ROCKY MOUNT–The Golden LEAF Foundation agreed to supply $60 million for a $64.5 million biotech training initiative to help attract biomanufacturing jobs to the state Thursday.
The initiative, strongly supported by the NC Biotechnology Center and NC BIO, and Gov. Mike Easley, will get an additional $4.5 million from biotech companies in the state.
Valeria Lee, president of the Golden LEAF Foundation, tells Local Tech Wire that Sam Taylor, president of NC BIO, the state arm of the national industry lobbying organization, sent the foundation board a letter committing the biotech community to providing the $4.5 million.
In 1999 the state established the Golden LEAF Foundation to create jobs with the $2.3 billion North Carolina received from the national tobacco settlement.
Lee says the prospects that the biotech training program will accomodate people in all parts of the state was a major factor in stimulating the Golden LEAF grant.
On Thursday, the Foundation approved a plan that creates a $36 million training facility at North Carolina State University. It will support both graduate and undergraduate biotechnology degree programs at NCSU. Another $9.4 million goes to NC community colleges for workforce training.
Lee emphasized that the program is a “longterm commitment. It won’t provide training and a job for someone tomorrow.”
The Biotechnology Center received a $200,000 grant in 2002 to help the state’s colleges and universities plan their role in the biotech training program. It included an assessment of the industry’s needs and how the colleges and universities could prepare employees to meet those needs. It helped the community colleges develop a Biowork course that provides introductory training.
The state legislature will have to find about $14 million annually starting two years from now to fund operating costs of the college and NCSU programs. Last year, the legislature failed to fund a $30 million biotech training initiative.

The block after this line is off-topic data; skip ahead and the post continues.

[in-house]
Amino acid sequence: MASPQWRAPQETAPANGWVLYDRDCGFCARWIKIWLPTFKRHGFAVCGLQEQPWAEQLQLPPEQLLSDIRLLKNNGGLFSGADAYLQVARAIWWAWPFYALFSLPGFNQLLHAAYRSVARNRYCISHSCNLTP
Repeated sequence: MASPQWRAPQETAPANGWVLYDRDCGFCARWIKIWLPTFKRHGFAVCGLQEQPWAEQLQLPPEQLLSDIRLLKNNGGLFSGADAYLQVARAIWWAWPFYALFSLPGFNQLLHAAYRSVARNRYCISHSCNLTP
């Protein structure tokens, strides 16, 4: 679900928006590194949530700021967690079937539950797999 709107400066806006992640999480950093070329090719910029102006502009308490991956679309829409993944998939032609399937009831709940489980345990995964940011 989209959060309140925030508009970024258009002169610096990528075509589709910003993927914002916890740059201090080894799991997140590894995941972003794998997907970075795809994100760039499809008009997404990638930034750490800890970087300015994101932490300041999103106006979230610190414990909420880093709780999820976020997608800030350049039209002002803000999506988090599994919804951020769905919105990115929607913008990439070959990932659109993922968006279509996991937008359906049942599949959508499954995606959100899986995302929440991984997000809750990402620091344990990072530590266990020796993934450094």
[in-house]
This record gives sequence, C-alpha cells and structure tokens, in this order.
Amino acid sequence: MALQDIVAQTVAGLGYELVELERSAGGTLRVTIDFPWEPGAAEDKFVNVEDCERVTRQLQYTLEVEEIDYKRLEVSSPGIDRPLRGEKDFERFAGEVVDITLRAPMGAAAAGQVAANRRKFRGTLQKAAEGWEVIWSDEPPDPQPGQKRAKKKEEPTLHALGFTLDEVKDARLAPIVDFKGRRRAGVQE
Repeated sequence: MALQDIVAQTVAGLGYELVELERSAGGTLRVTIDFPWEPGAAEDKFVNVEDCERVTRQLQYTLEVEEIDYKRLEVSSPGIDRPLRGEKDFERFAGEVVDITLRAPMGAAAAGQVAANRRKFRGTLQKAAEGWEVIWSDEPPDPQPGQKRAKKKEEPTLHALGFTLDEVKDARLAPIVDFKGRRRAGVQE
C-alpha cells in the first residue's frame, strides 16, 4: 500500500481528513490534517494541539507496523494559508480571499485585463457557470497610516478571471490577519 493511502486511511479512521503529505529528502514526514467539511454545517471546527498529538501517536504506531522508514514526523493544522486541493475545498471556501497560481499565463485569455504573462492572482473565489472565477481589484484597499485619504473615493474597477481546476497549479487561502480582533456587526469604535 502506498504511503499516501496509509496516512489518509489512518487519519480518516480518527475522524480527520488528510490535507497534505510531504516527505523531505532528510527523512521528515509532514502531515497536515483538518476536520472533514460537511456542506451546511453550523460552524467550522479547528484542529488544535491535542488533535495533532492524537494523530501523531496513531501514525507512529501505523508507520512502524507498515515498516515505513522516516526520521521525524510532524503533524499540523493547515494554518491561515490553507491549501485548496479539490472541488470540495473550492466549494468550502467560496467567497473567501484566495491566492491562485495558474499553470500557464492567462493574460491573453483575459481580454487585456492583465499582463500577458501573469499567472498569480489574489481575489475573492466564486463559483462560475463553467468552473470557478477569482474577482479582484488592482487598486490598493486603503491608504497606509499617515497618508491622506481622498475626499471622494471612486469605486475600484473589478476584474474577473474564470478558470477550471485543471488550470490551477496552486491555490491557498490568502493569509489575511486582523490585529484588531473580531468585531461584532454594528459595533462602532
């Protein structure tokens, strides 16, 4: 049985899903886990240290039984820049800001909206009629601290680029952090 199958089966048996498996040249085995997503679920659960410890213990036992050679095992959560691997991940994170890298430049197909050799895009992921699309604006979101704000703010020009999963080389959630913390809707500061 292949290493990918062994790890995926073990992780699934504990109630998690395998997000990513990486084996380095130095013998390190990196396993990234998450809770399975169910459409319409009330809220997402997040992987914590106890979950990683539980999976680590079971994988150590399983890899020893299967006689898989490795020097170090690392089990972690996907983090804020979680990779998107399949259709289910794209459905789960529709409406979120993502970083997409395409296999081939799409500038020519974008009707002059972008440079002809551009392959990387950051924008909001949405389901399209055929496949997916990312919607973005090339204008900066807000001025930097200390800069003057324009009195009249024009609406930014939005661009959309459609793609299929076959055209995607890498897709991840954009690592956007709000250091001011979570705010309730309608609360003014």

Lee says the foundation board heard assurances that the leadership of both the NC Senate and the House have committed to providing the funds “necessary to keep this program going and growing.”
Grant Sends a Global Message
Promoters of the biotechnology training initiative say it could help create 100,000 jobs in a decade by attracting more biomanufacturing plants to the state. At the 2003 Biotech Conference in the Triangle, Gov. Easley said a farmer in the eastern part of the state asked him, “Just what is biotech, anyway?”
Gov. Easley replied, “About $17 an hour.”
Leslie Alexandre, president of the Biotech Center, tells Local Tech Wire, “This effort has been underway for more than a year and represents outstanding planning by all the participants.”
Alexandre says, “We’re doing something no one else is doing. It’s a tremendous example of a public-private partnership. It sends a message to the world that we’re going to continue to be a global leader in biotechnology.”
North Carolina is already one of the top biotech manufacturing states. Top pharmaceutical and biotech companies and several start-ups have manufacturing facilities spread throughout the state. They include Bayer in Clayton, Biogen and Diosynth in the Triangle, MWG in High Point, Novzymes in Franklin, Corn Products International in Winston Salem, and Ajinomoto USA, in Raleigh.
Alexandre says, “We know we’re on the short list of many biotech companies looking to build biotech plants in the United States.”
The Biotechnology Center says the state employs a total of 4,581 workers in biomanufacturing now.
KBI BioPharma Picks Durham
KBI BioPharma, a growing biotech startup, said Wednesday that it has contracted to buy the 300,000-square-foot former Mitsubishi semiconductor plant in north Durham. KBI is a spinoff of Atlanta’s Kinetic Biosystems. It received a $1 million loan from the Biotechnology Center in April when it agreed to locate in the state.
Tony Laughrey, KBI’s chief executive officer said operations could start in six to nine months. The company plans to make biotech products for other companies.
The company told Durham County officials it expects to hire 75 people in its initial two years and up to 550 by 2008. The jobs would range from those starting in the $32,000 range for high school graduates and average more than $60,000 a year.
The company also told County officials it has raised $6 million in venture backing and entered a collaboration with an unidentified large pharmaceutical company. In April, KBI said it would need to raise from $15 million to $20 million in debt financing to build the facility.
The initiative to provide biotech training to workers in an effort to attract still more biotech manufacturing to the state evolved from a push by Charles Hamner, Ph.D, former president and CEO of the Biotechnology Center. Dr. Hamner is frequently credited with visionary leadership that helped the state attain its current position as one of the top five states for biotech companies.
Hamner saw the industry’s pressing need for increasing biomanufacturing capacity as something North Carolina could provide, bringing high paying jobs into the state.
Because of the substantial biomanufacturing sector already in the state, it has the necessary infrastructure in place to meet U.S. Food and Drug Administration (FDA) requirements for building, equipping, and validating every step of construction and use.
Biomanufacturing requires knowledgeable support systems that include architecture, engineering, instrumentation and consulting firms that understand the strict FDA regulations.
The Golden LEAF Foundation